In March 2015 a Ventura County Superior Court judge upheld the right of a for-profit Christian preschool to compel teachers to make a statement of faith and to obtain a statement by a pastor regarding how frequently they attend church, comment on their faith, and to endorse them as employees a Christian preschool.
Author Archive: Michael Peabody
On March 17, 2015, the a three-judge panel of the Appeals Court of Georgia ruled unanimously that the denial of unemployment benefits to a Seventh-day Adventist who was fired for refusing to work on Saturdays was unconstitutional.
This year marks the 70th anniversary of the Battle of Okinawa, and director and actor Mel Gibson is working on making a film based on the life of one of the soldiers, Seventh-day Adventist conscientious objector, Desmond T. Doss, who won a Congressional Medal of Honor for saving dozens of lives while refusing to carry a weapon.
Tracing the history of the Religious Freedom Restoration Act from a Seventh-day Adventist textile mill worker to Hobby Lobby.
On February 20, 2015, Rabbi David Saperstein was sworn in as the United States Ambassador-at-Large for Religious Freedom. Saperstein is the fourth person to hold the post since it was created as part of the International Religious Freedom Act of 1998.
Today, California lawmakers introduced legislation (SB 277) that would eliminate the “personal belief” exemption for parents who choose not to vaccinate their children.
In practical terms, SB 5552 would make it easier for the employee and union to agree upon a charity, and take the union out of the position of evaluating the theology of the employee.
Idaho: Northwest Religious Liberty Association Calls for Conscience Exemption to Anti-Discrimination Legislation
This week, in four days of testimony, the Idaho House State Affairs Committee has been considering House Bill 2 (HB2), that would add anti-discrimination protections for Idahoans based on sexual orientation and gender identity. Advocates have been promoting the “Add the Words” bill for nine years and this is the first year that the Legislature has held hearings.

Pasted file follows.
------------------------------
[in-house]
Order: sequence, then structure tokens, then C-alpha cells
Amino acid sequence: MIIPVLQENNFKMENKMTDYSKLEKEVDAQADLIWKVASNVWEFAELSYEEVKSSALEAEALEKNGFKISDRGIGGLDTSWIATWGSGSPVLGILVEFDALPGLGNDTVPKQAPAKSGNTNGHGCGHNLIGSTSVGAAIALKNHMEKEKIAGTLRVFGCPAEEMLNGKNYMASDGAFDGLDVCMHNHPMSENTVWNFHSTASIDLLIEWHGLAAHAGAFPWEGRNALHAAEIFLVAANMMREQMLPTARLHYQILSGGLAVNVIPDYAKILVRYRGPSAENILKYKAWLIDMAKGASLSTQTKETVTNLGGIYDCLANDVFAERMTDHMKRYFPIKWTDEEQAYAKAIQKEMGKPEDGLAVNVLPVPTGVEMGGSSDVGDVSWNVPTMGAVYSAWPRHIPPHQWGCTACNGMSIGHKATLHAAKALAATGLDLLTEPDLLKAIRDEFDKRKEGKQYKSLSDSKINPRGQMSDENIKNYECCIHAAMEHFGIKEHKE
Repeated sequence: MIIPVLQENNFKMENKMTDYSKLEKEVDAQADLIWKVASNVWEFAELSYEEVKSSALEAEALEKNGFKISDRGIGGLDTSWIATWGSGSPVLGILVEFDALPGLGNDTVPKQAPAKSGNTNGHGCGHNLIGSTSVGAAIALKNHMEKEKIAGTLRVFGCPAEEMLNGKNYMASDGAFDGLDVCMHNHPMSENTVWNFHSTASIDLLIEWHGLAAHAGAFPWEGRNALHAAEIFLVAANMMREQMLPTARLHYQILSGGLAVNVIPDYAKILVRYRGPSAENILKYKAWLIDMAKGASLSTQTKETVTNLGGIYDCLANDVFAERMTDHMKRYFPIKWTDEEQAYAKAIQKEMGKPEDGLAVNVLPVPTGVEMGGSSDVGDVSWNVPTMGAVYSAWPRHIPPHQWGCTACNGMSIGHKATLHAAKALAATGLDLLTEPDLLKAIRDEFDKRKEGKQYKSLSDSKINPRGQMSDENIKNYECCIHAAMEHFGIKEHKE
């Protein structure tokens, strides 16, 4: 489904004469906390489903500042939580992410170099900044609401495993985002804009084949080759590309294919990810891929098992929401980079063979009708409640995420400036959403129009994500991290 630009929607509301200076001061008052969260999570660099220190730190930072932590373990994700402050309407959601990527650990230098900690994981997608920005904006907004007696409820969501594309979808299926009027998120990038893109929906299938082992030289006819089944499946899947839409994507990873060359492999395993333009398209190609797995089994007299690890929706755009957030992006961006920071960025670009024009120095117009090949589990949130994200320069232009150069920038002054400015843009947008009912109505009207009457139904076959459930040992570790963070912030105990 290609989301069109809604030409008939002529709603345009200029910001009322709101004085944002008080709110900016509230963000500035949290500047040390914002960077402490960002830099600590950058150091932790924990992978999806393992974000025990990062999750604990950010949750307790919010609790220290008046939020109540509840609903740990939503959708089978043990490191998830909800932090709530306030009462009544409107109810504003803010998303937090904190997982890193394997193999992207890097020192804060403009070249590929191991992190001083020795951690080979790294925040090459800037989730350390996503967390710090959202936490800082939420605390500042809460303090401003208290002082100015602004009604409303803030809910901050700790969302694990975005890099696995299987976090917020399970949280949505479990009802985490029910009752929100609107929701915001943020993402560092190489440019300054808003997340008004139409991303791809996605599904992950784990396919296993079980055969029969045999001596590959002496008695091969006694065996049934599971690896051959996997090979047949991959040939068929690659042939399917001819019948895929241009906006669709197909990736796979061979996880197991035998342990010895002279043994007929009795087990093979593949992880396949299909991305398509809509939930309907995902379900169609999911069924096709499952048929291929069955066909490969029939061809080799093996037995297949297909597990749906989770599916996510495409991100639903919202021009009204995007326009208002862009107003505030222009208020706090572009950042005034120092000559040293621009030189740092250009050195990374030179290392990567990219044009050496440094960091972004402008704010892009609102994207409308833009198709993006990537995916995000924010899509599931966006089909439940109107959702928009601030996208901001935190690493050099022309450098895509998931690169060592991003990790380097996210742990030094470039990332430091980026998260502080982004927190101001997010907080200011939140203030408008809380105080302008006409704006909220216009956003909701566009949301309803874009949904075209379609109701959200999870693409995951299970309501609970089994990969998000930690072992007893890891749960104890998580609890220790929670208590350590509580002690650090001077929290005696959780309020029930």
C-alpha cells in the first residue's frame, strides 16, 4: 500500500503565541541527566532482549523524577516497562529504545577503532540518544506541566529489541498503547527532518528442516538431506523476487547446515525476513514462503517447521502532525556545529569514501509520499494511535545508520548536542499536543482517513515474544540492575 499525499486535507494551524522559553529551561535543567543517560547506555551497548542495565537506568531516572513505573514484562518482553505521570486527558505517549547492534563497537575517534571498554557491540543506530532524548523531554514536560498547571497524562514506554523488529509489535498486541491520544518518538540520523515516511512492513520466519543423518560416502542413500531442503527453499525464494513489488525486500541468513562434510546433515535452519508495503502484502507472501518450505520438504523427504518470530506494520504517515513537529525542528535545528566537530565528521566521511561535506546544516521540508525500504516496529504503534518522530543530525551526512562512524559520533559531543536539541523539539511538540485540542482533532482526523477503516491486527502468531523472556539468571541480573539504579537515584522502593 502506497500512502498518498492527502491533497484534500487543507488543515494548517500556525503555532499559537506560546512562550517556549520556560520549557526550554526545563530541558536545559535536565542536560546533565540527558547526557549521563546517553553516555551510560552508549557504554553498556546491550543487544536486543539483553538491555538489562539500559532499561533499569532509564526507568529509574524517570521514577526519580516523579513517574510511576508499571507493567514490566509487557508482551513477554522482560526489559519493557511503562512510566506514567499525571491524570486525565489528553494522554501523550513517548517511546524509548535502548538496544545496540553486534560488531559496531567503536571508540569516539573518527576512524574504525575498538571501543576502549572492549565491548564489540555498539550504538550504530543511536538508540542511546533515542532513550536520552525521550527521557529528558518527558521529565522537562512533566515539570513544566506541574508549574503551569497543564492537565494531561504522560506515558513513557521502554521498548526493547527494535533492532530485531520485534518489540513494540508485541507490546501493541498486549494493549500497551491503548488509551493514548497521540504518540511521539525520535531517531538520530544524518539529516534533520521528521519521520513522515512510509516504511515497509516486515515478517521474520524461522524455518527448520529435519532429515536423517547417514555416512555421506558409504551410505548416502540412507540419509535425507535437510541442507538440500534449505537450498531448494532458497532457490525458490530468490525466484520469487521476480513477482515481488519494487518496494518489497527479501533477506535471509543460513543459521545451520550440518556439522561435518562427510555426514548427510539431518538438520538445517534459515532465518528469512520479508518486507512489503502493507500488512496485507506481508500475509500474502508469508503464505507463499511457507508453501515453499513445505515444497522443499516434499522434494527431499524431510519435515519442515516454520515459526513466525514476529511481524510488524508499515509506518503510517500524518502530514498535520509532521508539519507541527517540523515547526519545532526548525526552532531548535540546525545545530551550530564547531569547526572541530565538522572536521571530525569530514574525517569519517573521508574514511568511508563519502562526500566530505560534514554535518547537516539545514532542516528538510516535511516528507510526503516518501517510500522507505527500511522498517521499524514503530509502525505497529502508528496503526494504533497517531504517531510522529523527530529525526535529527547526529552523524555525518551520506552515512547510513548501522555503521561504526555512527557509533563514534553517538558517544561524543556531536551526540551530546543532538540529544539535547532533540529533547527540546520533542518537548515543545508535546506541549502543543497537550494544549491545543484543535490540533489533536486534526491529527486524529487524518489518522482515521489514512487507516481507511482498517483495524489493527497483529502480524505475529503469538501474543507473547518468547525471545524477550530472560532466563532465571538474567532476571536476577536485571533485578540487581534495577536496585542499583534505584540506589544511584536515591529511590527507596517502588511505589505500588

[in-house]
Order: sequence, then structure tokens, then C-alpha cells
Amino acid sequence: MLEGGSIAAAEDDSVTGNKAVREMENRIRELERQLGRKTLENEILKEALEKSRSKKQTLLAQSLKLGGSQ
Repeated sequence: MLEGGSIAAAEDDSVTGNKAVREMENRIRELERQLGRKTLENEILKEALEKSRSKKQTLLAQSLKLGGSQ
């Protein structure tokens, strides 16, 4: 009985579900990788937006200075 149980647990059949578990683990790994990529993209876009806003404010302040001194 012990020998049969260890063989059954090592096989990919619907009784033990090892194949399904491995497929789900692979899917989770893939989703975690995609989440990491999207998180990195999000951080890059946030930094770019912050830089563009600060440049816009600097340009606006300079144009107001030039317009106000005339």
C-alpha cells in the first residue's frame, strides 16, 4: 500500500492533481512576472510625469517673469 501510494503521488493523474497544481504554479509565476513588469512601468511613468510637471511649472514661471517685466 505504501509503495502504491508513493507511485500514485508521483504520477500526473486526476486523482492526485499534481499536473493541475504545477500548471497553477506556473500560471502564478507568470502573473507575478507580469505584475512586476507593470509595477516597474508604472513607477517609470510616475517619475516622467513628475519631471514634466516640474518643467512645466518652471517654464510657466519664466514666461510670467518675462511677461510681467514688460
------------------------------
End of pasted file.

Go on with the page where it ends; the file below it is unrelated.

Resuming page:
By Michael Peabody – The U.S. Supreme Court issued a unanimous decision today that the Arkansas Department of Correction violated the Religious Land Use and Institutionalized Persons Act (RLUIPA) when it prohibited a prisoner from growing a 1/2 inch beard in accordance with his religious beliefs.
Last week, WorldNetDaily published an editorial by Scott Lively where he scolds American Christians for allowing religious pluralism to become accepted. Religious pluralism, Lively argues, violates the First Commandment which states, “Thou shall have no other gods before Me.”
In his article, entitled “The Deadly ‘Religious Liberty’ Trap,” Lively argues that the “wall of separation of church and state” metaphor had been wrongfully used as a “as a justification for declaring all religions to be equal with Christianity in America, and equally subservient to secular humanist authority.”
Lively’s solution to this situation “is to stop arguing for ‘religious liberty’ and resume our proclamation of the superiority of Christ and His Word over all opposing faiths (along with tolerance for people of other faiths – that’s how it worked before [Everson v Board of Education (1947)]. Its goal must be nothing less than an official reaffirmation of the Bible as our legal and cultural foundation, which would require overturning Everson and its juridical progeny.”